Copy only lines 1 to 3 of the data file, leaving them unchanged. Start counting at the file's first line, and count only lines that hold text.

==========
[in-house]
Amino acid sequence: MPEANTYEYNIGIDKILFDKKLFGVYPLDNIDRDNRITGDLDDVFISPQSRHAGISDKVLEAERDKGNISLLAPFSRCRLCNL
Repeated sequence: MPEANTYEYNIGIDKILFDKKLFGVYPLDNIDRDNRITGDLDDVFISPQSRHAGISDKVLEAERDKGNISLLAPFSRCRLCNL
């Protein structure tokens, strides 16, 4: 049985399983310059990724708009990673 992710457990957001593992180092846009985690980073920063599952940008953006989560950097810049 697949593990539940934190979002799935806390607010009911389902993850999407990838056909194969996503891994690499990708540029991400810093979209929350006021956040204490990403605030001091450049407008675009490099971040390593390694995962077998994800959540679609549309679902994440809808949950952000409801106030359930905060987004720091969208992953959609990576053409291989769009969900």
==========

[in-house]
Amino acid sequence: MPEANTYEYNIGIDKILFDKKLFGVYPLDNIDRDNRITGDLDDVFISPQSRHAGISDKVLEAERDKGNISLLAPFSRCRLCNL
Repeated sequence: MPEANTYEYNIGIDKILFDKKLFGVYPLDNIDRDNRITGDLDDVFISPQSRHAGISDKVLEAERDKGNISLLAPFSRCRLCNL